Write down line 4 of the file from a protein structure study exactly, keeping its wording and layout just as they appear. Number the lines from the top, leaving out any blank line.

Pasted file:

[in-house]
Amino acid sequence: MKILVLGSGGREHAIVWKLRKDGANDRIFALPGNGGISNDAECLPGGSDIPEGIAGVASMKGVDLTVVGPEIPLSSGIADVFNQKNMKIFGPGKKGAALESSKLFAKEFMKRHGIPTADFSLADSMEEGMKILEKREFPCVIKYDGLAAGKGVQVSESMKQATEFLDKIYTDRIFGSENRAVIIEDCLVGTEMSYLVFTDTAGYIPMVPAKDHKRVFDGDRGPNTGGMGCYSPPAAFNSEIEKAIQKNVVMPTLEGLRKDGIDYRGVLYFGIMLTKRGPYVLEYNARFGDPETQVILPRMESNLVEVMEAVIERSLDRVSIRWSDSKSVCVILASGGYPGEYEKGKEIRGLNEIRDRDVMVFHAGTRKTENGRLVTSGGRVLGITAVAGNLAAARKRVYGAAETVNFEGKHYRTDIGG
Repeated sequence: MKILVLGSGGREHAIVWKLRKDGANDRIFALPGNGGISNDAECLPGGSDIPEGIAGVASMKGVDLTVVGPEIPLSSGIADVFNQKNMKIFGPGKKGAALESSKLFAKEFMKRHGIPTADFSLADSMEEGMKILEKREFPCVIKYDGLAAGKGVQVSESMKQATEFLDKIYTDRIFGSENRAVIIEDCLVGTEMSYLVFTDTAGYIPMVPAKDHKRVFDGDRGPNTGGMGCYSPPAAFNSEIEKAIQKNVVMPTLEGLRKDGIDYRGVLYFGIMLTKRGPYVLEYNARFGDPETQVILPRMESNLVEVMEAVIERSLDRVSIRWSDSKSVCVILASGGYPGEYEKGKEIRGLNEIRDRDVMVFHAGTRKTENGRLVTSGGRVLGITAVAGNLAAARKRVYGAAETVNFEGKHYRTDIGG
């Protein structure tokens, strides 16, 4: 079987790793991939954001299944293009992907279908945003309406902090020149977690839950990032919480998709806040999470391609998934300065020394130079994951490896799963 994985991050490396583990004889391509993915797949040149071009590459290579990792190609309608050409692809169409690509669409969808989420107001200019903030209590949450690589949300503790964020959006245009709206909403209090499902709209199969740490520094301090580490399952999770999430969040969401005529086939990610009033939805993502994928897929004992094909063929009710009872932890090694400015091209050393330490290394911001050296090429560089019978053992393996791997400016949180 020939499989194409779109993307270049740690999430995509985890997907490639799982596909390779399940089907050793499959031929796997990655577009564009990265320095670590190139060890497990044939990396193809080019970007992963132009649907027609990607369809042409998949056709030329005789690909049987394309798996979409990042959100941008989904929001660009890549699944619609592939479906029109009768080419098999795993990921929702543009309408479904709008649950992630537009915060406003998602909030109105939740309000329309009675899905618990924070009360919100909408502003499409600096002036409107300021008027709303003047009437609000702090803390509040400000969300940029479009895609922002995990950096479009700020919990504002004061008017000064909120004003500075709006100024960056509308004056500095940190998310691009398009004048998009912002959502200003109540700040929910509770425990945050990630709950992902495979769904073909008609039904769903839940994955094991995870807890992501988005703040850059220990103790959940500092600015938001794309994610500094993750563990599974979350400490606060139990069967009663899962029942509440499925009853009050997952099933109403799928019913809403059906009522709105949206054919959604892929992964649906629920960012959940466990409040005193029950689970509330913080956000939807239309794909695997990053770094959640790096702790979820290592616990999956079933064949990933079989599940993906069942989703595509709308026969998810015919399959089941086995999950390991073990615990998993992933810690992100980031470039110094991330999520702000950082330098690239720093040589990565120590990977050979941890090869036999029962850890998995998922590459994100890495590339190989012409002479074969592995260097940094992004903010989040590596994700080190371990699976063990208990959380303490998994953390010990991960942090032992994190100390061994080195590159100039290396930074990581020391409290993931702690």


């Protein structure tokens, strides 16, 4: 079987790793991939954001299944293009992907279908945003309406902090020149977690839950990032919480998709806040999470391609998934300065020394130079994951490896799963 994985991050490396583990004889391509993915797949040149071009590459290579990792190609309608050409692809169409690509669409969808989420107001200019903030209590949450690589949300503790964020959006245009709206909403209090499902709209199969740490520094301090580490399952999770999430969040969401005529086939990610009033939805993502994928897929004992094909063929009710009872932890090694400015091209050393330490290394911001050296090429560089019978053992393996791997400016949180 020939499989194409779109993307270049740690999430995509985890997907490639799982596909390779399940089907050793499959031929796997990655577009564009990265320095670590190139060890497990044939990396193809080019970007992963132009649907027609990607369809042409998949056709030329005789690909049987394309798996979409990042959100941008989904929001660009890549699944619609592939479906029109009768080419098999795993990921929702543009309408479904709008649950992630537009915060406003998602909030109105939740309000329309009675899905618990924070009360919100909408502003499409600096002036409107300021008027709303003047009437609000702090803390509040400000969300940029479009895609922002995990950096479009700020919990504002004061008017000064909120004003500075709006100024960056509308004056500095940190998310691009398009004048998009912002959502200003109540700040929910509770425990945050990630709950992902495979769904073909008609039904769903839940994955094991995870807890992501988005703040850059220990103790959940500092600015938001794309994610500094993750563990599974979350400490606060139990069967009663899962029942509440499925009853009050997952099933109403799928019913809403059906009522709105949206054919959604892929992964649906629920960012959940466990409040005193029950689970509330913080956000939807239309794909695997990053770094959640790096702790979820290592616990999956079933064949990933079989599940993906069942989703595509709308026969998810015919399959089941086995999950390991073990615990998993992933810690992100980031470039110094991330999520702000950082330098690239720093040589990565120590990977050979941890090869036999029962850890998995998922590459994100890495590339190989012409002479074969592995260097940094992004903010989040590596994700080190371990699976063990208990959380303490998994953390010990991960942090032992994190100390061994080195590159100039290396930074990581020391409290993931702690």